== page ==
President Obama speaks at a ceremony granting immigrants American citizenship every year. But in the shadow of heightened Islamophobia across the country, he took the opportunity Tuesday to make an appeal to Americans: Don’t repeat the country’s history of prejudice.
From forcing Africans into slavery to displaying signs in New York City shops proclaiming “No Irish Need Apply” to interning Japanese-Americans and immigrants during World War II, “we haven’t always lived up to” American ideals, he said.
“We succumbed to fear,” Obama said of those dark moments in American history. “We betrayed not only our fellow Americans but our deepest values.”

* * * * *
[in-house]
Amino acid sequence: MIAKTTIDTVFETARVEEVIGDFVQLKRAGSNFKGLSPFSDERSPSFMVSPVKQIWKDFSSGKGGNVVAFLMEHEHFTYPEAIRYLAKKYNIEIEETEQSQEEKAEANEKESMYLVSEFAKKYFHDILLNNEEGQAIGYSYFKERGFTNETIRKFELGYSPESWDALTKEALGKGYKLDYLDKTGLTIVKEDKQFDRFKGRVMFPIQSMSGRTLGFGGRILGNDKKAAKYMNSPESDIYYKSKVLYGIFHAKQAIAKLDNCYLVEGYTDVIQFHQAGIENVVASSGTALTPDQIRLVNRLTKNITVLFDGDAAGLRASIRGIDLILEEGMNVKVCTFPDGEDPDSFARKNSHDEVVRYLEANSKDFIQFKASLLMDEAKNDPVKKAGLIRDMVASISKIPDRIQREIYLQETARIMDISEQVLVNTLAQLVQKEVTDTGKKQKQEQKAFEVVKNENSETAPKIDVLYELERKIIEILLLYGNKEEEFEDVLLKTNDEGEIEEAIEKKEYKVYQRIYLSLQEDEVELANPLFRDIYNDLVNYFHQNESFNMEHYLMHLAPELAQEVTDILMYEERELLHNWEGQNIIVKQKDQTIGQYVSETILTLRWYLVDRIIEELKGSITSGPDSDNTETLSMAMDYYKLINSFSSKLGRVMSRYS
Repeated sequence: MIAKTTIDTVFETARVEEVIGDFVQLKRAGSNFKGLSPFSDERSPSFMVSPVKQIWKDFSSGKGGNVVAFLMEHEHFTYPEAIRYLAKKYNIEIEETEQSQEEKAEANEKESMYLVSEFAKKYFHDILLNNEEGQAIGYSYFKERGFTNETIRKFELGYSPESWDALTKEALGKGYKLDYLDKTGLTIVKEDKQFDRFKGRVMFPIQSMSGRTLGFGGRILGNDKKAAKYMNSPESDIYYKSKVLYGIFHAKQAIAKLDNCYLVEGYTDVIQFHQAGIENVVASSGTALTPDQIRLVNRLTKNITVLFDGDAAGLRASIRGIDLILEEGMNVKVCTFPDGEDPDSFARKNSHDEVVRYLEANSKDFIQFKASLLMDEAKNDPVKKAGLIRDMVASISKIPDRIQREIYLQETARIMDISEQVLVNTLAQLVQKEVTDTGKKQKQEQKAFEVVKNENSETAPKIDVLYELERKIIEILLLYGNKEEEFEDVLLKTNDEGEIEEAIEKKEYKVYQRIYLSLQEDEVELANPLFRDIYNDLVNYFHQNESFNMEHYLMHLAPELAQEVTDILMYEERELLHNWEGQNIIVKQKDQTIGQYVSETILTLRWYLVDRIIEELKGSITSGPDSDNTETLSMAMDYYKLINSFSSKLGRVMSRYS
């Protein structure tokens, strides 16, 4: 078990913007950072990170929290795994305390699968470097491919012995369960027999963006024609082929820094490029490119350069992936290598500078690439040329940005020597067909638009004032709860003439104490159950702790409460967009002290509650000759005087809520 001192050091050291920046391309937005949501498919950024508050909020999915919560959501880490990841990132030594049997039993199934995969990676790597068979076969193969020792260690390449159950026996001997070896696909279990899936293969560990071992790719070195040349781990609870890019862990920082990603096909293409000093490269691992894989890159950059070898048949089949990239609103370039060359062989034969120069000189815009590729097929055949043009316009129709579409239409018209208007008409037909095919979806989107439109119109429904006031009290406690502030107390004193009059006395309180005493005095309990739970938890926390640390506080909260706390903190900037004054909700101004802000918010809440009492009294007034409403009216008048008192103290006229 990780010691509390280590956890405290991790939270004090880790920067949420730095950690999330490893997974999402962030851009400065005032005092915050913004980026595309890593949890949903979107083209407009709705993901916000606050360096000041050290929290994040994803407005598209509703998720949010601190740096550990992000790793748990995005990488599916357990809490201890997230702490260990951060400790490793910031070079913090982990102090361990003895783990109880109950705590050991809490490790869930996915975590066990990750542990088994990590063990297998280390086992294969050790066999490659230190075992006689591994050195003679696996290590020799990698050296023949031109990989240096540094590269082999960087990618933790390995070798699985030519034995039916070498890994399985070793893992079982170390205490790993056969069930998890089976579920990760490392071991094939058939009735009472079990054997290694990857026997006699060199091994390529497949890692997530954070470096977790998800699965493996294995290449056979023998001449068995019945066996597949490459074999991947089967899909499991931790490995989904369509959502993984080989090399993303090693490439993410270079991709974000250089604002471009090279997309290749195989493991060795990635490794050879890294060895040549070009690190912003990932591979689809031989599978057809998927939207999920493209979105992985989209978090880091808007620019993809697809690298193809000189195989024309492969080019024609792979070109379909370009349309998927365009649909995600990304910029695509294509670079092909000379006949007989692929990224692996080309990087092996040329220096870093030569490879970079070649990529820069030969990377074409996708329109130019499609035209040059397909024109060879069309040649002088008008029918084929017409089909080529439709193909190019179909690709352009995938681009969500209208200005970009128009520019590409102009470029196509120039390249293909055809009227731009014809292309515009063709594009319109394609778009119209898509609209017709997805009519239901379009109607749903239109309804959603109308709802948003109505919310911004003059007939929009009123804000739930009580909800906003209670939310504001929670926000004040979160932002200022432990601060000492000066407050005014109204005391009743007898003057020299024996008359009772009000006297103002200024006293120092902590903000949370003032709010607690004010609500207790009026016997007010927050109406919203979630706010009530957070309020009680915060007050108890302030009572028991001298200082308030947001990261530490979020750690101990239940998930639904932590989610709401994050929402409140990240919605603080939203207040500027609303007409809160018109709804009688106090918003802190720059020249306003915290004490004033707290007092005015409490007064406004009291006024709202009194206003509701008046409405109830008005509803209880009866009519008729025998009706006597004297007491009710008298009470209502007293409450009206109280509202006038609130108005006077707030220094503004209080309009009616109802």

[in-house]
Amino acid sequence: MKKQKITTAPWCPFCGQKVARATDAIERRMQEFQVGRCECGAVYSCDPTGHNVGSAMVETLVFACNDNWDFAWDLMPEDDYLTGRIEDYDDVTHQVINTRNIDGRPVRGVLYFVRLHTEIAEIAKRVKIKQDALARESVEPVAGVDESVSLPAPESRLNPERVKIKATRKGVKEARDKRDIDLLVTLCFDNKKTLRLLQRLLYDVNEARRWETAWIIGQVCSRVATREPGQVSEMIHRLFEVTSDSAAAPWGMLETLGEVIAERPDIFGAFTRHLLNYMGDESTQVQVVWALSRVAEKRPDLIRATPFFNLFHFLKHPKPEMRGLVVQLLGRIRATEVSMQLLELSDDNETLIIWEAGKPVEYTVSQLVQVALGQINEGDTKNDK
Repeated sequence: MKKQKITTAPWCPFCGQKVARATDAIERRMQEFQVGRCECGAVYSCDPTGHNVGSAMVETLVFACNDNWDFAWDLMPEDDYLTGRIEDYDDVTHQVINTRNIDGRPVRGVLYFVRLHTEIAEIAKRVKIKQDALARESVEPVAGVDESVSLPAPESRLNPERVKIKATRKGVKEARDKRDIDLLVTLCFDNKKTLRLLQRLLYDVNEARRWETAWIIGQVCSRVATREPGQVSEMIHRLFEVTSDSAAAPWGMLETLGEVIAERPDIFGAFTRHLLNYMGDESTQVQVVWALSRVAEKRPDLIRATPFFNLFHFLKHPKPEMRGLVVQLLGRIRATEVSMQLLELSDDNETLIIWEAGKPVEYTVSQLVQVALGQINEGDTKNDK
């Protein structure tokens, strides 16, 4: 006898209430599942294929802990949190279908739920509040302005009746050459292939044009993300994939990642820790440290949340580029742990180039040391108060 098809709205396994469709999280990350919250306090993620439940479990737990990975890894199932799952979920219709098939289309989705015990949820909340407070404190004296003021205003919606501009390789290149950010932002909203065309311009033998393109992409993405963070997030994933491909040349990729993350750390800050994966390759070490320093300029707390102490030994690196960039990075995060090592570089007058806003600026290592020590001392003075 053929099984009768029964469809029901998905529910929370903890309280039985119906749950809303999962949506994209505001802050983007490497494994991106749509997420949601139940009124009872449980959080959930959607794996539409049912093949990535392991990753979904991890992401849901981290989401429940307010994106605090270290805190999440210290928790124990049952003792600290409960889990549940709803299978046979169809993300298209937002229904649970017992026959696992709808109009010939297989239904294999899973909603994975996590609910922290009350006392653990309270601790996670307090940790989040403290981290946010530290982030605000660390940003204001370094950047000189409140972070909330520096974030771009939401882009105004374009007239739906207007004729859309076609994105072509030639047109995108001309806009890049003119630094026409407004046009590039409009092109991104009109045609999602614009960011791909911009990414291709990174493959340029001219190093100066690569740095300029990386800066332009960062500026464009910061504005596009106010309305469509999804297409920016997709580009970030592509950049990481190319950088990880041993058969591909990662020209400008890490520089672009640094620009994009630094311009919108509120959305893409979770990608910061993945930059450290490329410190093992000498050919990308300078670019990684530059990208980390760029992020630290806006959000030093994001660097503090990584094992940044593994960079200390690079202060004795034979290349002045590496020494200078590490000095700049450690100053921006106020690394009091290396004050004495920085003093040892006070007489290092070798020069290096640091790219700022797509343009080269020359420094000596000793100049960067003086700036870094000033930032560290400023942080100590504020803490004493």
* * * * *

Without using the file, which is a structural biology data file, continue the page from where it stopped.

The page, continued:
But the “biggest irony,” he said, was that “those who betrayed these values were themselves the children of immigrants.
“How quickly we forget. One generation passes, two generations pass, and suddenly we don't remember where we came from. We suggest that somehow there is ‘us’ and there is ‘them,’ not remembering we used to be them,” he said. “On days like today, we need to resolve never to repeat mistakes like that again.”
Standing in front of the Constitution at the National Archives, Obama took aim at the rising tide of intolerance and anti-immigrant fear. Though the ceremony, which officially granted 31 candidates U.S. citizenship, is an annual ritual that had been scheduled for weeks, the political climate around immigrants, and Muslims in particular, imbued the event with renewed significance. For Obama, it was an opportunity to counter Donald Trump’s xenophobic rhetoric—and show the country his commitment to keeping immigration “at the core of our national character.”